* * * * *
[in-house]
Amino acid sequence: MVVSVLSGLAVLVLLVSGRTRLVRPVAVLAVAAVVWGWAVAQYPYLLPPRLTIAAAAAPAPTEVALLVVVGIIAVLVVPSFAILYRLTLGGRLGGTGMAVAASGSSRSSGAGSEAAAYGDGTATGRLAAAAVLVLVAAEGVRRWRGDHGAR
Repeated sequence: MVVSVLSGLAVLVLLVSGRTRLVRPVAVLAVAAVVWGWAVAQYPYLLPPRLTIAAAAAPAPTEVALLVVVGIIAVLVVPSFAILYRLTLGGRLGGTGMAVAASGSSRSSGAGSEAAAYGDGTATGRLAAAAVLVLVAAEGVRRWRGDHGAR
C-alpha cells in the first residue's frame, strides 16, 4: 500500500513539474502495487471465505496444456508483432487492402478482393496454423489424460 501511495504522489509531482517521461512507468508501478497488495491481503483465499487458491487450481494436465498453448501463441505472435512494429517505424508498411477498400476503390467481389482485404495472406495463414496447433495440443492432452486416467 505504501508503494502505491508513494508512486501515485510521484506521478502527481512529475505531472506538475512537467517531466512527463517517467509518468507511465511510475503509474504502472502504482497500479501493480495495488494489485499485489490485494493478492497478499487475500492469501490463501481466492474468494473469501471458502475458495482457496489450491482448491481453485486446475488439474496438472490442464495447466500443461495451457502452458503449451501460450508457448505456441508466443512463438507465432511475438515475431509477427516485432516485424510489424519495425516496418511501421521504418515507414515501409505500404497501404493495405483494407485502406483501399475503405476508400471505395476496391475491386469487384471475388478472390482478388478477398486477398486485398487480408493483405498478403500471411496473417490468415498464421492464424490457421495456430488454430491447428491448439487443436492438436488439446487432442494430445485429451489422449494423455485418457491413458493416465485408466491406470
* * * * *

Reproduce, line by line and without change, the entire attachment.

[in-house]
Amino acid sequence: MVVSVLSGLAVLVLLVSGRTRLVRPVAVLAVAAVVWGWAVAQYPYLLPPRLTIAAAAAPAPTEVALLVVVGIIAVLVVPSFAILYRLTLGGRLGGTGMAVAASGSSRSSGAGSEAAAYGDGTATGRLAAAAVLVLVAAEGVRRWRGDHGAR
Repeated sequence: MVVSVLSGLAVLVLLVSGRTRLVRPVAVLAVAAVVWGWAVAQYPYLLPPRLTIAAAAAPAPTEVALLVVVGIIAVLVVPSFAILYRLTLGGRLGGTGMAVAASGSSRSSGAGSEAAAYGDGTATGRLAAAAVLVLVAAEGVRRWRGDHGAR
C-alpha cells in the first residue's frame, strides 16, 4: 500500500513539474502495487471465505496444456508483432487492402478482393496454423489424460 501511495504522489509531482517521461512507468508501478497488495491481503483465499487458491487450481494436465498453448501463441505472435512494429517505424508498411477498400476503390467481389482485404495472406495463414496447433495440443492432452486416467 505504501508503494502505491508513494508512486501515485510521484506521478502527481512529475505531472506538475512537467517531466512527463517517467509518468507511465511510475503509474504502472502504482497500479501493480495495488494489485499485489490485494493478492497478499487475500492469501490463501481466492474468494473469501471458502475458495482457496489450491482448491481453485486446475488439474496438472490442464495447466500443461495451457502452458503449451501460450508457448505456441508466443512463438507465432511475438515475431509477427516485432516485424510489424519495425516496418511501421521504418515507414515501409505500404497501404493495405483494407485502406483501399475503405476508400471505395476496391475491386469487384471475388478472390482478388478477398486477398486485398487480408493483405498478403500471411496473417490468415498464421492464424490457421495456430488454430491447428491448439487443436492438436488439446487432442494430445485429451489422449494423455485418457491413458493416465485408466491406470